Ireland assistant coach Les Kiss says France's variety of attacking options offer a major threat to Irish hopes of winning the Six Nations title in Paris.
An Ireland win of any description will secure Joe Schmidt's side the championship unless England manage to beat Italy by more than 50 points.
"There's a way they play that you have to be aware of - they're a dangerous team across the park," said Kiss.
"They allow their individuals to put themselves in dangerous situations."
Kiss believes Philippe Saint-Andre's Les Bleus play on time-honoured perceptions of a talented, but disparate rabble.
But he says the Ireland back-room staff's "forensic" examination of the French approach reveals a game plan designed to look shambolic, but that actually offers plenty attacking avenues for their marauding finishers.
"There's a perception that they are in a dishevelled place of chaos," said Kiss.
"But when you look at it as forensically as we have, you can see an order to that chaos, you can see what they're trying to achieve.
"And when you've got a back three of Brice Dulin, Yoann Huget and Maxime Medard, with Hugo Bonneval coming off the bench, it's a dangerous mix and we have to be aware of that.
"They keep threats across the field. They move their forwards around and they have a group of four to five players who are very dangerous, the back three, the two halves, and then Mathieu Bastareaud as the odd guy so they can shift the point of attack at any given time.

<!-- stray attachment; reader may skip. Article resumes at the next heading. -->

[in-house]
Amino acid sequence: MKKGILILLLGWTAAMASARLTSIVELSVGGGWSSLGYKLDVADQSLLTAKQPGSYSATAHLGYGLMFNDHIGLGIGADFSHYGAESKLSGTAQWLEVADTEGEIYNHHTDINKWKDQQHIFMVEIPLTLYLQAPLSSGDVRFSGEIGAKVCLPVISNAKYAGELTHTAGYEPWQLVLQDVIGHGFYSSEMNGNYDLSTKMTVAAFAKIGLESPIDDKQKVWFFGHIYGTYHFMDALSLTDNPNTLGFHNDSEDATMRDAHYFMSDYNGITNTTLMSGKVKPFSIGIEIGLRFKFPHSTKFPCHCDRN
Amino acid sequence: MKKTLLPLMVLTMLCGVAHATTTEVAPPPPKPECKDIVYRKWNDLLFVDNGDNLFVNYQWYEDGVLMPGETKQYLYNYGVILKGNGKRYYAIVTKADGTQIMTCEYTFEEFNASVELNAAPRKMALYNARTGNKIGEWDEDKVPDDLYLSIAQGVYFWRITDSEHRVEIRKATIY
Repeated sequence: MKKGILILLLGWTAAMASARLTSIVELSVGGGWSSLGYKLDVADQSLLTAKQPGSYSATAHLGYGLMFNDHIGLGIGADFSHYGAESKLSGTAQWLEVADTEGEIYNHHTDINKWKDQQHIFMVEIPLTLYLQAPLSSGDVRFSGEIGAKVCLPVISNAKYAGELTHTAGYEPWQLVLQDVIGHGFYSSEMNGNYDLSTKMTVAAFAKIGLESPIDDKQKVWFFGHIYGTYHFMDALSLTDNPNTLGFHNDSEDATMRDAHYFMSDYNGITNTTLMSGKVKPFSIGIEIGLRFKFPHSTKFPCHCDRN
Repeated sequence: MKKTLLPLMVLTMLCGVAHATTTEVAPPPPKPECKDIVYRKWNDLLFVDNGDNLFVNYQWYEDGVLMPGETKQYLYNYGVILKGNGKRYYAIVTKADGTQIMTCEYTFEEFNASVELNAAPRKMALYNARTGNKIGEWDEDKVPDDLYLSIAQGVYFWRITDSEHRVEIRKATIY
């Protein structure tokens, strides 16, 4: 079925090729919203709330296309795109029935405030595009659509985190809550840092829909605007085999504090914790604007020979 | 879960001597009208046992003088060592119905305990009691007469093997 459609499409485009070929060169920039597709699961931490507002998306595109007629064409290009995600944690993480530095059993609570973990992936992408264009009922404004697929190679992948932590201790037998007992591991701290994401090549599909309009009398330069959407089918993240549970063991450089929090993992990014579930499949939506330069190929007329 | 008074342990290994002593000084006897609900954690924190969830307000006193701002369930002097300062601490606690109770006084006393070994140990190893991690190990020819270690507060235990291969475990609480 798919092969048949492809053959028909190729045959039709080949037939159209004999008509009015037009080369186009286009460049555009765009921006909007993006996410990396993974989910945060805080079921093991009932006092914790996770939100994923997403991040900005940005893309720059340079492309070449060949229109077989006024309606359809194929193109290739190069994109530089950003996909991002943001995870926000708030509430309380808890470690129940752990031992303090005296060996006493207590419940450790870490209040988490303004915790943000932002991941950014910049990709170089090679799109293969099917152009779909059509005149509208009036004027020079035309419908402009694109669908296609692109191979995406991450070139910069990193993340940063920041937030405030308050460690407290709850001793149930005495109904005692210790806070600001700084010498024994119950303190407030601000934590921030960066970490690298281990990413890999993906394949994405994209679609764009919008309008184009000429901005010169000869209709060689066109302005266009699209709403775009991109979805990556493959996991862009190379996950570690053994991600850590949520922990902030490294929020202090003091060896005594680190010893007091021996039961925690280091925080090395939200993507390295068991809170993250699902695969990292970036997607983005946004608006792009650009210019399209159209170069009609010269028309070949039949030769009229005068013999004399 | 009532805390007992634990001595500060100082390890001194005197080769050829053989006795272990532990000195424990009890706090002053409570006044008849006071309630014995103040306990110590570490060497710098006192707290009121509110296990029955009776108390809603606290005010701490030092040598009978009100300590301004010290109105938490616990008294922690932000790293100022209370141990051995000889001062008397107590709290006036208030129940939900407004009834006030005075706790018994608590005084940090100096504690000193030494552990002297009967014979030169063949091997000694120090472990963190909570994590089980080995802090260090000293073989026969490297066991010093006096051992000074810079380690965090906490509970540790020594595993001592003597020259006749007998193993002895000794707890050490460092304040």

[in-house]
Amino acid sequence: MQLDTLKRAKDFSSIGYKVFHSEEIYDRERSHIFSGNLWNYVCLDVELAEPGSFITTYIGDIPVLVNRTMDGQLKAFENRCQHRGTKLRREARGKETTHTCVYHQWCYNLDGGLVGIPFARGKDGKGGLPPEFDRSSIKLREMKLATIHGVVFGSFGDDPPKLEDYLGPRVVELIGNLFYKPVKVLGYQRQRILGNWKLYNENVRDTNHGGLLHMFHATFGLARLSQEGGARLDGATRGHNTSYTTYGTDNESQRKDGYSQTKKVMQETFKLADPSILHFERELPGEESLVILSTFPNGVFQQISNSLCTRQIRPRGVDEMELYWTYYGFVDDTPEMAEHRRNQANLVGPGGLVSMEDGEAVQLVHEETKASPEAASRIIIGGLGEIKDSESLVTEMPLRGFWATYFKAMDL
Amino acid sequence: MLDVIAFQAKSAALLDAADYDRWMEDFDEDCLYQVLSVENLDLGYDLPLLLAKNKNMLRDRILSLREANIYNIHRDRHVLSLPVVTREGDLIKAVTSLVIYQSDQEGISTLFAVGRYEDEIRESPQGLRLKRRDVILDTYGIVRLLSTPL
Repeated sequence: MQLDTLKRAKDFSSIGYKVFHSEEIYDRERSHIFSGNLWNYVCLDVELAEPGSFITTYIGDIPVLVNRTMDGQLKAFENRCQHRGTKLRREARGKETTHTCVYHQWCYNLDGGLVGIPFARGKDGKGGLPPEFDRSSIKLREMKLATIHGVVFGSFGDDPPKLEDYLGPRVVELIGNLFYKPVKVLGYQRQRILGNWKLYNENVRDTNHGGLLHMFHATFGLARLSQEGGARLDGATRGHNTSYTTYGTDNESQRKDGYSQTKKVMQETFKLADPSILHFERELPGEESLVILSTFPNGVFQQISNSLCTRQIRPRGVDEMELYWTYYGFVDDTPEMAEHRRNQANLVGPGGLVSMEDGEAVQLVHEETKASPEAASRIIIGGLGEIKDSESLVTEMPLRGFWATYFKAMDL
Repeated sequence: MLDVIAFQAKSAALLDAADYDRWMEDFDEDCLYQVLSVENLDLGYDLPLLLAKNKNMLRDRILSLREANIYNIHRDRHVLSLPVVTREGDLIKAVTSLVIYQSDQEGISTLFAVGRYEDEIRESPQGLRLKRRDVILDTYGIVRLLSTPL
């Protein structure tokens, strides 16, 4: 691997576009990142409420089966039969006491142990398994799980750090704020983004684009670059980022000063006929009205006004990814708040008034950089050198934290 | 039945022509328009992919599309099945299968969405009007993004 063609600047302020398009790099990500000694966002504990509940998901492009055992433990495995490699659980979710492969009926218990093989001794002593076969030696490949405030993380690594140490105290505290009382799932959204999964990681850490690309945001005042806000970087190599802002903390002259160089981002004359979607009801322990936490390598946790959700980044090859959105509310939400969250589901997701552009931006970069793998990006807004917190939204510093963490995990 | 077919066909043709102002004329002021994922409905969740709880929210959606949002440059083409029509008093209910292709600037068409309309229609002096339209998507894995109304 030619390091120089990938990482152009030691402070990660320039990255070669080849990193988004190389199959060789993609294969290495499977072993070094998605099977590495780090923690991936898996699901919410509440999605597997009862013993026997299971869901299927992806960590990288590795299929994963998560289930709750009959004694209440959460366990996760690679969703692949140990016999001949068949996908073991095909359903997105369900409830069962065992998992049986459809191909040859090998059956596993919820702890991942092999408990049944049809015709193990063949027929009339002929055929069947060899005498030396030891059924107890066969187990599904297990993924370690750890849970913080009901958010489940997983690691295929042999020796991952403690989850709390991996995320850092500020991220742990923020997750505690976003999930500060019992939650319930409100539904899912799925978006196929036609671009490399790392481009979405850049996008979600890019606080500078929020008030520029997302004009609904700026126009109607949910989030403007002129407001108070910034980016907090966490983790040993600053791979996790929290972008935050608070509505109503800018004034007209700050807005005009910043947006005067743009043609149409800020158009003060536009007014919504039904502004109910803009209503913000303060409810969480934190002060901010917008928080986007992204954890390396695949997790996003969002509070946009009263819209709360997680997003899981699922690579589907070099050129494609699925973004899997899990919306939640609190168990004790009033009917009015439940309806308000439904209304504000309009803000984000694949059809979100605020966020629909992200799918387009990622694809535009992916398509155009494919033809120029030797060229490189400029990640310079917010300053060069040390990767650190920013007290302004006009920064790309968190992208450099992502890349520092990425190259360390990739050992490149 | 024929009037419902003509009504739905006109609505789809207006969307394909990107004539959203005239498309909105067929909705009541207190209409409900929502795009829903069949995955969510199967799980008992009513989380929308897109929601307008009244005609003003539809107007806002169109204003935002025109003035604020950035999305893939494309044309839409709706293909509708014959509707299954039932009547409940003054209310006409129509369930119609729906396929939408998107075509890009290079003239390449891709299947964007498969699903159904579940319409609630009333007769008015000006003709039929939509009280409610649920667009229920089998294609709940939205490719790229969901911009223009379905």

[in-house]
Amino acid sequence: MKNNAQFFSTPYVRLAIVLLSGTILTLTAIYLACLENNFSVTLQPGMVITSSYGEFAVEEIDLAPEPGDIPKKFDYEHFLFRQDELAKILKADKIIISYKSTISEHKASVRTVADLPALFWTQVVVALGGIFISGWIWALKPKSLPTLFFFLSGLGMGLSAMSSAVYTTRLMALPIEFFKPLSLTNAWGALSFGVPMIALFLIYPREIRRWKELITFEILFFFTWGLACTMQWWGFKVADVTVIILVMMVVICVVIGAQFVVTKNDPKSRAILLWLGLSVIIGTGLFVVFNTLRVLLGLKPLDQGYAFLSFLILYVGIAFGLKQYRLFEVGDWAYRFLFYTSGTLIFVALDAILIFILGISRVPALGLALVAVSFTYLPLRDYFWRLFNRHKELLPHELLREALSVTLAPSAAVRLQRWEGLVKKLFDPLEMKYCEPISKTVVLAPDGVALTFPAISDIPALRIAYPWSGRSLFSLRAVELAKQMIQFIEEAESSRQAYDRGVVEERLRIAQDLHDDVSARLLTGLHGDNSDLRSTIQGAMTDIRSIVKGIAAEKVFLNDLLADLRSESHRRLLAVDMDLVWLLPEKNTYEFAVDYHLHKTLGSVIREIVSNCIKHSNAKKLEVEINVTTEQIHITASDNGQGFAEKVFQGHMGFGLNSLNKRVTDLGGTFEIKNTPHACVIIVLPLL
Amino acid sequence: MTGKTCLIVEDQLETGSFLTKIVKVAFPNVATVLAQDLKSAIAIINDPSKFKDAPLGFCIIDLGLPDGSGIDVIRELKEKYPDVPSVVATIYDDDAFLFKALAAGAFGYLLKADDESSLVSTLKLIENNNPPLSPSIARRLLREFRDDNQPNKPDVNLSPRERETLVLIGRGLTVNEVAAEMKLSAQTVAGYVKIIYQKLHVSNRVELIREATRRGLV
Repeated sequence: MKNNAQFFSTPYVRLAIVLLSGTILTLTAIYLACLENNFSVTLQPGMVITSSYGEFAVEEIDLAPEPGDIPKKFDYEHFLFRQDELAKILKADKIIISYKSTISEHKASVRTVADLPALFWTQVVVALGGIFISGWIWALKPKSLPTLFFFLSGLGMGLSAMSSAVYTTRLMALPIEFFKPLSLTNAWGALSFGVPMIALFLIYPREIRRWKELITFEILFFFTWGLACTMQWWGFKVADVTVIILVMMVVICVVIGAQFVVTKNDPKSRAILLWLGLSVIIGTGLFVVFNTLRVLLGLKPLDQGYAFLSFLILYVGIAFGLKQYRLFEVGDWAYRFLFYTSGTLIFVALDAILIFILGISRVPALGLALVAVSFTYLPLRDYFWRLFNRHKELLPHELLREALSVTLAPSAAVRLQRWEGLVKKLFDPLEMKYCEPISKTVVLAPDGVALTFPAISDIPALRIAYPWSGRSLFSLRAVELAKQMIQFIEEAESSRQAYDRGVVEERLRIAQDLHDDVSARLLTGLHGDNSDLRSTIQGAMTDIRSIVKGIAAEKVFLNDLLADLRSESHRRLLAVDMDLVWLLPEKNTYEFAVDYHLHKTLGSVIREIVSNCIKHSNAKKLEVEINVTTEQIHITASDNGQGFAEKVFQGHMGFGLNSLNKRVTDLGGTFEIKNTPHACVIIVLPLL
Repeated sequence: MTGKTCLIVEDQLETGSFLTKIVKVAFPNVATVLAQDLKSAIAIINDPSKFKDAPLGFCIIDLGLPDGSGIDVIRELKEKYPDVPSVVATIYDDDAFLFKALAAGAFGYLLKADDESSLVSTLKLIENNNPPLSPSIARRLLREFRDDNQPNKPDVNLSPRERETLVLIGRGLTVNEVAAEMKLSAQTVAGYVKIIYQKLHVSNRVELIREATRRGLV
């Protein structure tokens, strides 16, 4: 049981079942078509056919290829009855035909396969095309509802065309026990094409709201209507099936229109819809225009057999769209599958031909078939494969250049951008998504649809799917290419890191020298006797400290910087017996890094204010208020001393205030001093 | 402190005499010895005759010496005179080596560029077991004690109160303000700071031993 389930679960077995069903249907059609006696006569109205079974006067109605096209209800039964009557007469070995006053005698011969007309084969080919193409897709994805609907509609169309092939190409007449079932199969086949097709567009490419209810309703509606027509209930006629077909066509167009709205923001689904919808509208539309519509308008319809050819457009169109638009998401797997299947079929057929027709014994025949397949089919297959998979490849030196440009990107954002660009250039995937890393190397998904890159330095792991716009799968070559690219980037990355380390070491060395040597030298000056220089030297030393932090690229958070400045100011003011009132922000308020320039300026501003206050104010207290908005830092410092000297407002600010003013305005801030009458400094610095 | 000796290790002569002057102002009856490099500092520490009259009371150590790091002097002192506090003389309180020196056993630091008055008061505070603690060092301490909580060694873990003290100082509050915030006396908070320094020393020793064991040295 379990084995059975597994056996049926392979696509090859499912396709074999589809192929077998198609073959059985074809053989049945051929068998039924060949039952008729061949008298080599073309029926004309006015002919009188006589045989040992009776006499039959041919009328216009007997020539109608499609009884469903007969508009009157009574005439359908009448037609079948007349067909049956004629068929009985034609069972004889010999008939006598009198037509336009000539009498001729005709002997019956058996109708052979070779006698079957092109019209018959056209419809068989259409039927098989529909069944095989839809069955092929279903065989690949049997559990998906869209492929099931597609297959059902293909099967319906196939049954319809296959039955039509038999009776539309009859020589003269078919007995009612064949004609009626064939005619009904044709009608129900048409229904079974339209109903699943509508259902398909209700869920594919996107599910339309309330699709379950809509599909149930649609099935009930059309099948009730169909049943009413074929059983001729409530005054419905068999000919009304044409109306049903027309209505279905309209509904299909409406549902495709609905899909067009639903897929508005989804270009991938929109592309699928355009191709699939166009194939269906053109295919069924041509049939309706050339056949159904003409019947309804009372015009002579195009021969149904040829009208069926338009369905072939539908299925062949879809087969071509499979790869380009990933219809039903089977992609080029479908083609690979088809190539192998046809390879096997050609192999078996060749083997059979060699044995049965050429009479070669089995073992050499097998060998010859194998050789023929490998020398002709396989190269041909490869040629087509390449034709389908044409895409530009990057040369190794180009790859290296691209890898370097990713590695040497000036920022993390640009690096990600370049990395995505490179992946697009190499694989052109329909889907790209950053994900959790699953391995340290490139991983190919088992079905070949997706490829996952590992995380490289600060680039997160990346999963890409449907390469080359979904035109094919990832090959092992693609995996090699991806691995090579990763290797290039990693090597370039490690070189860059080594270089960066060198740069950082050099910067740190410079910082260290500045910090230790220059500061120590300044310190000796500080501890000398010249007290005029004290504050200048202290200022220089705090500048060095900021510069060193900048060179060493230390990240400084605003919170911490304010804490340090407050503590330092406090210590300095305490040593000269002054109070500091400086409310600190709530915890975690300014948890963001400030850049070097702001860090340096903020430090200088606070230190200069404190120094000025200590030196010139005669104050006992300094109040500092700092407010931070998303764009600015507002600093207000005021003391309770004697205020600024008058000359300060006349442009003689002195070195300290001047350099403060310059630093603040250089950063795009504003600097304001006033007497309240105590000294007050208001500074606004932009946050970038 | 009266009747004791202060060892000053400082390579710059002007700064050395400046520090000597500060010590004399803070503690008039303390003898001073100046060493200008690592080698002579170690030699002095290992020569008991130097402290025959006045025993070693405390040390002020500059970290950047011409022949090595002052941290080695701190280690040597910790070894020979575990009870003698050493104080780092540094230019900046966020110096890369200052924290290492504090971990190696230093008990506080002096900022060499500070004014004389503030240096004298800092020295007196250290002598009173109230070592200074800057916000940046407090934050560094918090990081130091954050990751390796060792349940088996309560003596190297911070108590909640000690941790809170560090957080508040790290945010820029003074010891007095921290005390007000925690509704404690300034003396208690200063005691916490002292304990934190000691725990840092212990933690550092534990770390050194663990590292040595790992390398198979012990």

"It's based around this axis they build into their game. It may look a bit left-of-centre, but there is a path you can understand."
Despite the detailed analysis, Kiss conceded Ireland must be ready for anything against the most resourceful side in the Six Nations.
"As much as you want to analyse them, they can find their way out of tight corners better than most teams," said Kiss.
"They don't rely on this structure I was talking about it in its own right: if it's not quite working for them, they have some individual brilliance to make things happen.
"You can't box them in - they always find another way. We need to be alive, more so than at any other time during this campaign, without a doubt."
Ireland prop Cian Healy trained fully on Tuesday to complete a quick recovery from ankle trouble.
The Leinster front-rower spent Saturday night in a compression boot, a move that accelerated his recovery enough to leave him ready for action against France.
Scrum-half Conor Murray also returned to full training after illness, while Peter O'Mahony is set to replace Iain Henderson after overcoming his hamstring injury.
Ireland have earned only one win in Paris in 42 years, which came in 2000 when Brian O'Driscoll's famous hat-trick of tries helped secure the victory.
O'Driscoll earned a world-record 140th cap in Saturday's victory over the Italians and will hope to round off his remarkable international career this weekend by helping his country land the championship.